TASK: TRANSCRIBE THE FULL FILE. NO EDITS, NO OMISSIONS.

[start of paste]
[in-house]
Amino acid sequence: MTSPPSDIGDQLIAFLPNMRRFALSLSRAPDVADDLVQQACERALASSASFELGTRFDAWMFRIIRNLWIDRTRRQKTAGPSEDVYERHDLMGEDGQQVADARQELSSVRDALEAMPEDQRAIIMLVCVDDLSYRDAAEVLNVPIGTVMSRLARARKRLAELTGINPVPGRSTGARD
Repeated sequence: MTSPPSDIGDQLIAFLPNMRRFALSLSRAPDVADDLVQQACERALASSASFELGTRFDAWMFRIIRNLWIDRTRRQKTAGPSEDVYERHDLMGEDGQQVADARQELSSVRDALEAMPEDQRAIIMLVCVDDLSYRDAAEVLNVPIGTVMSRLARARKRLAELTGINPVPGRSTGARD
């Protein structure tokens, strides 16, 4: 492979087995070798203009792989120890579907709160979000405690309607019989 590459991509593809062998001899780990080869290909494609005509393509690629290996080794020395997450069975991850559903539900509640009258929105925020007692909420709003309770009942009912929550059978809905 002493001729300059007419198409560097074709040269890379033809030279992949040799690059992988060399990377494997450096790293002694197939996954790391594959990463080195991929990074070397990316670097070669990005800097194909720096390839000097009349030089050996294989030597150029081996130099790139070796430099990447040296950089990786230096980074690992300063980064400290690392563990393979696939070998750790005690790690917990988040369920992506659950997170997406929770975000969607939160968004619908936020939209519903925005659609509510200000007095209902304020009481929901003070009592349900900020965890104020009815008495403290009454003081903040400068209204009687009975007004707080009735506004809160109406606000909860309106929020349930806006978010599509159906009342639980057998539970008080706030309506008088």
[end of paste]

[in-house]
Amino acid sequence: MTSPPSDIGDQLIAFLPNMRRFALSLSRAPDVADDLVQQACERALASSASFELGTRFDAWMFRIIRNLWIDRTRRQKTAGPSEDVYERHDLMGEDGQQVADARQELSSVRDALEAMPEDQRAIIMLVCVDDLSYRDAAEVLNVPIGTVMSRLARARKRLAELTGINPVPGRSTGARD
Repeated sequence: MTSPPSDIGDQLIAFLPNMRRFALSLSRAPDVADDLVQQACERALASSASFELGTRFDAWMFRIIRNLWIDRTRRQKTAGPSEDVYERHDLMGEDGQQVADARQELSSVRDALEAMPEDQRAIIMLVCVDDLSYRDAAEVLNVPIGTVMSRLARARKRLAELTGINPVPGRSTGARD
């Protein structure tokens, strides 16, 4: 492979087995070798203009792989120890579907709160979000405690309607019989 590459991509593809062998001899780990080869290909494609005509393509690629290996080794020395997450069975991850559903539900509640009258929105925020007692909420709003309770009942009912929550059978809905 002493001729300059007419198409560097074709040269890379033809030279992949040799690059992988060399990377494997450096790293002694197939996954790391594959990463080195991929990074070397990316670097070669990005800097194909720096390839000097009349030089050996294989030597150029081996130099790139070796430099990447040296950089990786230096980074690992300063980064400290690392563990393979696939070998750790005690790690917990988040369920992506659950997170997406929770975000969607939160968004619908936020939209519903925005659609509510200000007095209902304020009481929901003070009592349900900020965890104020009815008495403290009454003081903040400068209204009687009975007004707080009735506004809160109406606000909860309106929020349930806006978010599509159906009342639980057998539970008080706030309506008088």